W-F 12:15 p.m.

M-F 10 a.m.-noon at St. Hedwig Rectory; Sat. 3 p.m. at St. Hedwig or by appointment.


St. Patrick, St. Hedwig: two parishes under one pastoral staff

Since 2001, two of South Bend’s oldest parishes have been under the direction of one pastoral staff.

Over 16 years ago, the Most Reverend Bishop John D’Arcy combined St. Patrick and St. Hedwig, which are located in downtown South Bend, right across the street from each other.

“The parishes decided to combine rather than having two different priests,” said Father Cyril Fernandes, the pastor at both parishes. “There was a lack of priests, so the bishop thought it was the best to combine them under one pastor and an associate pastor.”

The number of families at each parish had also decreased significantly as parishioners migrated to rural areas, making the communities small enough to managed by one staff.

Given the church’s proximity to one another, the decision to combine may seem like an easy choice: but historically, St. Patrick, which was founded by Irish immigrants, and St. Hedwig, which was founded by Polish immigrants, were in opposition of one another.

“It was taken down long ago, but in the beginning St. Patrick had a fence built between the parishes, and they wouldn’t let any of the Polish to cross it,” said Rose Burns, the parish secretary for both churches. By the time the two parishes were combined the feud between them had been over for years, but there have still been difficult moments getting them to come together.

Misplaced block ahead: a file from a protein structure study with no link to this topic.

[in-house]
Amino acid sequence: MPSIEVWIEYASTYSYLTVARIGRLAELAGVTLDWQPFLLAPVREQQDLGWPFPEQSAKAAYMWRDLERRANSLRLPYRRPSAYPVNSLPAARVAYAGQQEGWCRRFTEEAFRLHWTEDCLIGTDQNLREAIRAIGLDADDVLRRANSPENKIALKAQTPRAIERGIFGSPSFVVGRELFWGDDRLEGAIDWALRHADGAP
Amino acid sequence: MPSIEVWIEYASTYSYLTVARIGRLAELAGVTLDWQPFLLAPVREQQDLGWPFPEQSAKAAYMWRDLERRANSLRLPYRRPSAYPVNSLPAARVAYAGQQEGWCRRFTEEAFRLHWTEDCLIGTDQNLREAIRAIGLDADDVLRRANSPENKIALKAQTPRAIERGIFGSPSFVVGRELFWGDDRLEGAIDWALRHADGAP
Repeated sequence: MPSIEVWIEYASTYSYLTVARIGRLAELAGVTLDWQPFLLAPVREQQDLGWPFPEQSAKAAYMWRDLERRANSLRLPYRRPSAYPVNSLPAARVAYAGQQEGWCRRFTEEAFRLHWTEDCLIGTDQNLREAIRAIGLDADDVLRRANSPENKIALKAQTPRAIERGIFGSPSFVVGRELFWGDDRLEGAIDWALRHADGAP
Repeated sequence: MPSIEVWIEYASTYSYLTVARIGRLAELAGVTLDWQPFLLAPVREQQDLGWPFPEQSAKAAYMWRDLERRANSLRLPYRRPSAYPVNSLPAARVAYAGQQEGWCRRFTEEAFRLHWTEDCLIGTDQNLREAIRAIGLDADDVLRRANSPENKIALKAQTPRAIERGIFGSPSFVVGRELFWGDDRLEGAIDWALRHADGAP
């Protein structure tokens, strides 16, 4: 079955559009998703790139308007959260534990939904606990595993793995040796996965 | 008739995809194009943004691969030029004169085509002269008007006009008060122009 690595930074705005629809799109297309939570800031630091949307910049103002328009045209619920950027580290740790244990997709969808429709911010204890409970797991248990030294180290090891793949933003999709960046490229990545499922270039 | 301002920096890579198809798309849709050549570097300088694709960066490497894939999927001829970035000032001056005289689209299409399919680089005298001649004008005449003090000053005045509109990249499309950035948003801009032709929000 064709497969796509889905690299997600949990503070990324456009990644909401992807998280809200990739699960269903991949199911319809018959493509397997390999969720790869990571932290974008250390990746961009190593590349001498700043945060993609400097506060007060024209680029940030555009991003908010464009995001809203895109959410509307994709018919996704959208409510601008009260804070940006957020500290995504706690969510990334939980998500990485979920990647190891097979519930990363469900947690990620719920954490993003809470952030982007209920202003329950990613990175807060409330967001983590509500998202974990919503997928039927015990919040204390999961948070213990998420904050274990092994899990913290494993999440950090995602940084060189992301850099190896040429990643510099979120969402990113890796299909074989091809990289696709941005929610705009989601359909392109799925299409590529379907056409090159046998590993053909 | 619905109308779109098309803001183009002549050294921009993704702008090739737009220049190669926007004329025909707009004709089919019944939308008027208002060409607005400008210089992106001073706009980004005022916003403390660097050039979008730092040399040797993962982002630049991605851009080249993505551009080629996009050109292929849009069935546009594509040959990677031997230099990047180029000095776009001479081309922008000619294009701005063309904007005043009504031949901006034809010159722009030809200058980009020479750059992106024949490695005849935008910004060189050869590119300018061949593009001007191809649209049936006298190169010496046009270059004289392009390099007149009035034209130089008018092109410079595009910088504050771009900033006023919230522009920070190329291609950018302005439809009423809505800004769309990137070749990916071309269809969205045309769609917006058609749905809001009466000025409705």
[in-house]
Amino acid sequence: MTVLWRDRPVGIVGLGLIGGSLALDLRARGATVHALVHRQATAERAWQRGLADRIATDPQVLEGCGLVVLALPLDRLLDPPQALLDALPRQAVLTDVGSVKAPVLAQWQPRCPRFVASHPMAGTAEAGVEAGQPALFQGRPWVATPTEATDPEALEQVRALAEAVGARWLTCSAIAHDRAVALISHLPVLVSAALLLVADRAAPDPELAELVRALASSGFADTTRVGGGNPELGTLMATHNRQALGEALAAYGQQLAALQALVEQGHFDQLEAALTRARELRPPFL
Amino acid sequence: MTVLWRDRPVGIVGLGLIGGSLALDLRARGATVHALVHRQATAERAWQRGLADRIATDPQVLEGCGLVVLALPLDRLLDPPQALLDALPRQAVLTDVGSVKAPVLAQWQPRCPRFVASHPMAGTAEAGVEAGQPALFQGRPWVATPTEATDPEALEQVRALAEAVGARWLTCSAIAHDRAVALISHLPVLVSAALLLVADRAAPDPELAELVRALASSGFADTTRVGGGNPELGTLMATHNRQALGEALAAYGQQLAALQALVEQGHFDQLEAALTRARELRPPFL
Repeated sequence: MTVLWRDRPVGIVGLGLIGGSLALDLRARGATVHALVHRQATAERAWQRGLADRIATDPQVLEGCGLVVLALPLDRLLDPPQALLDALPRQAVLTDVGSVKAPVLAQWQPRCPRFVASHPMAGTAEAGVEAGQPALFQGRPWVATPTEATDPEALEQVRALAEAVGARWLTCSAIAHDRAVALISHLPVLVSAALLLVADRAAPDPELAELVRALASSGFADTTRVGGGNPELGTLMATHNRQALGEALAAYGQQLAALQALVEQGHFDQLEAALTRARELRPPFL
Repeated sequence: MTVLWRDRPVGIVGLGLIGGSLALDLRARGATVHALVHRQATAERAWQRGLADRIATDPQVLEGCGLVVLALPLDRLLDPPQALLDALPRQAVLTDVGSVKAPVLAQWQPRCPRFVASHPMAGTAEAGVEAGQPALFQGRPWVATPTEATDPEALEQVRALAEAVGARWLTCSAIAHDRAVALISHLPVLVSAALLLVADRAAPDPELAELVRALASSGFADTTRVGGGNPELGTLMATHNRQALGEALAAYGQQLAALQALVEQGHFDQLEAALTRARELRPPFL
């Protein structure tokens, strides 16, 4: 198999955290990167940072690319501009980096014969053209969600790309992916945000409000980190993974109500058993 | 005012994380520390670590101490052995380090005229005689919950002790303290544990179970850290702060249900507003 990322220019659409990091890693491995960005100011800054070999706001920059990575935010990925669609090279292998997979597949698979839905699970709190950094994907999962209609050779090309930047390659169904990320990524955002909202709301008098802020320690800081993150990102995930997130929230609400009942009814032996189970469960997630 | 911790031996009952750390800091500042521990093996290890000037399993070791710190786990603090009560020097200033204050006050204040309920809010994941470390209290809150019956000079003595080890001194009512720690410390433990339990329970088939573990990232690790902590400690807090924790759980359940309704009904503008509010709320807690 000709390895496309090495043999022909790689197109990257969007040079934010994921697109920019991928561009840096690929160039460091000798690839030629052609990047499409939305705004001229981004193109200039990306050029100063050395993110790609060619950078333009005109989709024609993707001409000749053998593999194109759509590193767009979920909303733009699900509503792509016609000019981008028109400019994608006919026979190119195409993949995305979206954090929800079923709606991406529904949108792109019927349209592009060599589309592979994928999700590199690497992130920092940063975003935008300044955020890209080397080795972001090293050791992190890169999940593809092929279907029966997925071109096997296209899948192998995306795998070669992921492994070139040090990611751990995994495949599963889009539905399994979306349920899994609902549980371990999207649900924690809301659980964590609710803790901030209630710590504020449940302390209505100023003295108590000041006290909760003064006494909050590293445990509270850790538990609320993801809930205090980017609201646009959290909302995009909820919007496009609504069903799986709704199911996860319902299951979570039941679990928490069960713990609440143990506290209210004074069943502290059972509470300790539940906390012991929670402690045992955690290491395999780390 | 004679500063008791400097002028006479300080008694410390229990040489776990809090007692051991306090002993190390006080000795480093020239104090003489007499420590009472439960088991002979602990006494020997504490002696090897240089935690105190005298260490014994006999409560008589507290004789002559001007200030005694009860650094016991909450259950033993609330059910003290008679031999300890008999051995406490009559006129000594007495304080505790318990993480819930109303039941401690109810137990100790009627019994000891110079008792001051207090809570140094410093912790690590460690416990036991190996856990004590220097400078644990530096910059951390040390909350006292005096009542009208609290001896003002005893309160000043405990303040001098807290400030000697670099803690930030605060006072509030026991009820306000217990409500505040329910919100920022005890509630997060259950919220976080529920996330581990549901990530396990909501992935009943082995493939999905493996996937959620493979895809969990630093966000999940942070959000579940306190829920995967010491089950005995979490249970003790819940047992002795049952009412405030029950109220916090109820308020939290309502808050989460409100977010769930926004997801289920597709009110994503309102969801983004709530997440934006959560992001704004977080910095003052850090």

Father Leonard Chrobot was the first pastor given the responsibility of both parishes. He had been the pastor of St. Hedwig since 1995, before he was also put in charge of St. Patrick in 2001. Following Father Chrobot was Father Fernandes, who has been the pastor of both parishes for the past four years.

“It was difficult to bring the parishes together when I came here four years ago. The Polish and Irish are very traditional,” said Father Fernandes. “I think they are slowly getting together.”

An integral part of bringing the two parishes together has been the events that put the parishioners in a situation where they have to work together. There are even a handful of people who will willingly volunteer for fill a need, or help with a project, at either one.

“I call them the ‘Pat-wig Group’ because they help at St. Hedwig and at St. Patrick,” said Burns.

Another unique aspect of the pastoral staff is that its parochial vicar is from the Congregation of Holy Cross

“It’s not something that’s very regular,” said Father David Kashangaki, CSC, who is the current parochial vicar at the parishes. “But I came back from overseas in 2010 and I was looking for something to do. The bishop asked my provincial if he could assign me as the parochial vicar, and I’ve been here ever since.”

Also helping out is retired priest Father Camillo Tirabassi, who lives at the St. Hedwig rectory during the summer and fall.

Masses have been divided up between the two parishes. St. Hedwig has a Saturday Mass at 4 p.m., a Sunday Mass at 9 a.m., a Vietnamese Mass on the last Sunday of the month at 5 p.m.; and weekday Mass on Monday and Tuesday at 12:15 p.m.

St. Patrick has Sunday Mass at both 10:30 a.m. and 5:30 p.m., and weekday Mass Monday-Friday and first Saturday of the month at 8 a.m. Confession can be heard every weekday at the St. Hedwig rectory from 10 a.m. to noon, and on Saturdays at St. Hedwig from 3 p.m. to 4 p.m.